A race is underway to protect one of Footscray’s most iconic post-war buildings from the wrecking ball.

National Trust of Australia has nominated The Footscray Psychiatric Centre, a Brutalist monolith built on the Footscray Hospital site in the 1970s, for listing on the Victorian Heritage Register.

The request comes as the state government turns its mind to the future of the hospital site after announcing a $1.5 billion rebuild of the hospital opposite Victoria University’s Footscray Park campus.

The Footscray Psychiatric Centre was built as part of the program of ‘deinstitutionalisation’ of the treatment of psychiatric illnesses that began in the 1960s.

It was designed within the Public Works Department sometime around 1970, and built between 1974 and 1977.

Simon Ambrose, National Trust of Australia Victorian chief executive, said the building has architectural significance as a Brutalist landmark, and the capacity to assist in telling the story of psychiatric care in Victoria.

Mr Ambrose said the building was recently selected for inclusion in the Phaidon Atlas of Brutalist Architecture and serves as one of the most striking examples of Brutalism in Australia today.

“By nominating the Footscray Psychiatric Centre to the Victorian Heritage Register, the National Trust believe the site deserves protection and should be retained in any future redevelopment plans,” he said.

 

Footscray Psychiatric Centre. Photo by Damjan Janevski.

The National Trust’s nomination of the “monolithic landmark” highlighted the highly articulated exterior, entirely constructed of board-marked off-form concrete, and narrow deep-set windows hidden from view from many angles.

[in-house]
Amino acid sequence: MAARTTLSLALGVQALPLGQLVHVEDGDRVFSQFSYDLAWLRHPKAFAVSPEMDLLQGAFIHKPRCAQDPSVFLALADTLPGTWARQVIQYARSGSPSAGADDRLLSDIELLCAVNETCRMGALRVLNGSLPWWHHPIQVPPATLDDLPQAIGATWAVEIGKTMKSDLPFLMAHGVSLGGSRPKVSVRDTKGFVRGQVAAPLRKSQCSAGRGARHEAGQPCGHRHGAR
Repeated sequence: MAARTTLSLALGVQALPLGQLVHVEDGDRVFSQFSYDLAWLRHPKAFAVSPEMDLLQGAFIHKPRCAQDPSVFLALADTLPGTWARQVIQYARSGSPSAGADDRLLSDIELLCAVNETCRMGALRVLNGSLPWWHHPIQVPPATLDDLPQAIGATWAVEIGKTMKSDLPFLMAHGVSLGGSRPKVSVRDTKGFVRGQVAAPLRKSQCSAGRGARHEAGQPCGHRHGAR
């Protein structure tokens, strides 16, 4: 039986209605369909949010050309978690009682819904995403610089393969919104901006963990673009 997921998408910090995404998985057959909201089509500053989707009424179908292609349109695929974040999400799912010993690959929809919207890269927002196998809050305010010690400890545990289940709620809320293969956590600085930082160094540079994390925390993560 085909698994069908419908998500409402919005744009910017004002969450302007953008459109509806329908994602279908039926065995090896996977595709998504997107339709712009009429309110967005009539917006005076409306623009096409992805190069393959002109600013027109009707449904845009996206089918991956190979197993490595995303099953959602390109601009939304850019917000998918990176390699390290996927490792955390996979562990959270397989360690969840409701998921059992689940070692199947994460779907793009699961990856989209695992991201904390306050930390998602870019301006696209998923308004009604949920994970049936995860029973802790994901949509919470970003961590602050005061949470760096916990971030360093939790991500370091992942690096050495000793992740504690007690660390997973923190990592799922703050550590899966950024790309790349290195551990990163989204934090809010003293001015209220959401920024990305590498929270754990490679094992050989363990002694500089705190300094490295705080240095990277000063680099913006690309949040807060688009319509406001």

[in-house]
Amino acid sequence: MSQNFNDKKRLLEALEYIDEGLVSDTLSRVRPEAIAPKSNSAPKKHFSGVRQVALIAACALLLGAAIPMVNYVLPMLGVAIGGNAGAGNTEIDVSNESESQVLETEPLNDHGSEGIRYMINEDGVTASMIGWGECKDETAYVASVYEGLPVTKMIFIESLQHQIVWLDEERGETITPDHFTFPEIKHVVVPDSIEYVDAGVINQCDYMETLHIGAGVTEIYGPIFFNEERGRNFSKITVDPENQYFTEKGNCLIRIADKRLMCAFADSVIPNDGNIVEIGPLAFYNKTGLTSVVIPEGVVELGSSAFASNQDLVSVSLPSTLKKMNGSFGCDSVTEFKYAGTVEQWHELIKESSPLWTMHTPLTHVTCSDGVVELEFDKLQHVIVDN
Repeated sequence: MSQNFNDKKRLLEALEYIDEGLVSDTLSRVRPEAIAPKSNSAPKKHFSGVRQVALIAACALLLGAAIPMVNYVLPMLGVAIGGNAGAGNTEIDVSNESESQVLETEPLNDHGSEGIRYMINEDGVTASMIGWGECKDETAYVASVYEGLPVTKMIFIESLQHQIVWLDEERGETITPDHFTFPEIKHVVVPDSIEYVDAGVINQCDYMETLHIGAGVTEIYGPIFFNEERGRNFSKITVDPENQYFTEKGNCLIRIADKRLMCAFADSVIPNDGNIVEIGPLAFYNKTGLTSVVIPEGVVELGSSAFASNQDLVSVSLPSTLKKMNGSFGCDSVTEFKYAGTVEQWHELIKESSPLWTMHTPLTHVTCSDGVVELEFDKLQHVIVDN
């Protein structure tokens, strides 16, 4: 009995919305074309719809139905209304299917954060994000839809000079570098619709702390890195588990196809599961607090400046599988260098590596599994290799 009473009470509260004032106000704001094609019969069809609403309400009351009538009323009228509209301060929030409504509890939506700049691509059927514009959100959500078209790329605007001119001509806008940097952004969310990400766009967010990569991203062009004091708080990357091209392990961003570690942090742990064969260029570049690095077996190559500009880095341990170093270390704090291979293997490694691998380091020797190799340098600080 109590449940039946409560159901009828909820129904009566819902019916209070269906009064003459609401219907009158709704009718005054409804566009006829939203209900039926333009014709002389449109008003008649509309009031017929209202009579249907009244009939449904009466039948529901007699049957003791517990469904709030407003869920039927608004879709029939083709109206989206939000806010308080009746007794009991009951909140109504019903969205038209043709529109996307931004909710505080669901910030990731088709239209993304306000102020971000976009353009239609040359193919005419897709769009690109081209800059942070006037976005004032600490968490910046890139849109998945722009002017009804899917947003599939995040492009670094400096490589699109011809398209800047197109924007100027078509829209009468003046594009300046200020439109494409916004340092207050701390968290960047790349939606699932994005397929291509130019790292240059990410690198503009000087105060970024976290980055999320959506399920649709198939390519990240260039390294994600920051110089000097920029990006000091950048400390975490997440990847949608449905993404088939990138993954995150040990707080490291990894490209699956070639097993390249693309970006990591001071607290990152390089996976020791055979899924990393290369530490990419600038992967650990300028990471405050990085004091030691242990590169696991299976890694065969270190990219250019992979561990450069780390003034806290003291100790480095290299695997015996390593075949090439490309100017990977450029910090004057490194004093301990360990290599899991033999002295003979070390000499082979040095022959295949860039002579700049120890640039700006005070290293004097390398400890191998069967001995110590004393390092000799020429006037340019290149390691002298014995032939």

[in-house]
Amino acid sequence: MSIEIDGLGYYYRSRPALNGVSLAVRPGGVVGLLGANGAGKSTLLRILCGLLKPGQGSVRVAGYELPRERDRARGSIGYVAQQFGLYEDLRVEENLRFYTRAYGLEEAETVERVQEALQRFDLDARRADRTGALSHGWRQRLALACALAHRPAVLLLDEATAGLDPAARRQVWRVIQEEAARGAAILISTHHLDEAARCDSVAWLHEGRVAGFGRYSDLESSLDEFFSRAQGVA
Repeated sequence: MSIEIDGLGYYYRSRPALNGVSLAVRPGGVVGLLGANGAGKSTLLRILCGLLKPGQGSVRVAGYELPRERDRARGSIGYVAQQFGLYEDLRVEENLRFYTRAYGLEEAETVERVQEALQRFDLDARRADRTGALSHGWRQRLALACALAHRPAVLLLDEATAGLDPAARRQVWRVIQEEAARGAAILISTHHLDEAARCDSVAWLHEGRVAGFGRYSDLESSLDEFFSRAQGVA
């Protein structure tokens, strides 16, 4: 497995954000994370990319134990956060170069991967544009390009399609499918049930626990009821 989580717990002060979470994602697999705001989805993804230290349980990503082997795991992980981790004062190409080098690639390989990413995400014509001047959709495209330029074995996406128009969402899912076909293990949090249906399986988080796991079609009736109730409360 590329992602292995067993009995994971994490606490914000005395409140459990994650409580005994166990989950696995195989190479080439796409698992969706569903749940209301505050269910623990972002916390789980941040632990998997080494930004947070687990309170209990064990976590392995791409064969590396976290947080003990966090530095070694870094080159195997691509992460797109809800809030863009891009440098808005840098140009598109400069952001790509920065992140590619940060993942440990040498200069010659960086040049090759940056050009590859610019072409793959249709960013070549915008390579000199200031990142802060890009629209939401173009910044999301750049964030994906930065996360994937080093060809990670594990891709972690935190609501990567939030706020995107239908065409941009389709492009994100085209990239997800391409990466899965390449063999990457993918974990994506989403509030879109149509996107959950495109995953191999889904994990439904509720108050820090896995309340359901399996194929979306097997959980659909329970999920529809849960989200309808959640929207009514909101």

“The National Trust supports the sensitive adaptive re-use of heritage buildings that no longer retain their former use, and looks forward to reviewing future proposals to reactivate and reuse this highly significant place,” Mr Ambrose said.

The Victorian Heritage Register provides legal protection for heritage places and objects that are significant to the history and development of Victoria.

Footscray Historical Society secretary Carmel Taig said while she is no expert on Brutalist architecture, she appreciates its “boldness and honesty”.

“Remember how Footscray fell out of love with Victorian lacework, tessellated tiled verandahs and turned posts and went ‘modern’? Remember when chimney stacks and saw-tooth factories fell out of favour? A few decades later, they’re back in vogue.”

John Jovic, a Brutalist enthusiast who has long pushed for the building to be protected, said he considered it to be a work of art in itself.

“It is fantastic the National Trust did this, it needs to be protected.”

Mr Jovic took a keen interest in the building after stumbling upon it a few years ago. He began to research its history and was struck by how little information could be found.

“It wouldn’t hurt for the community to get involved and come forward with some ideas for it,” he said.

“It costs money to just demolish a place like this, it could be used for all kinds of things: a women’s shelter or an arts space.”

Footscray MP Katie Hall said the suburb’s diversity is represented in its mix of architectural styles as much as its people.

“The Victorian Heritage Register will make its final decision independent of government, but I’d hope that the community’s views are taken into consideration.”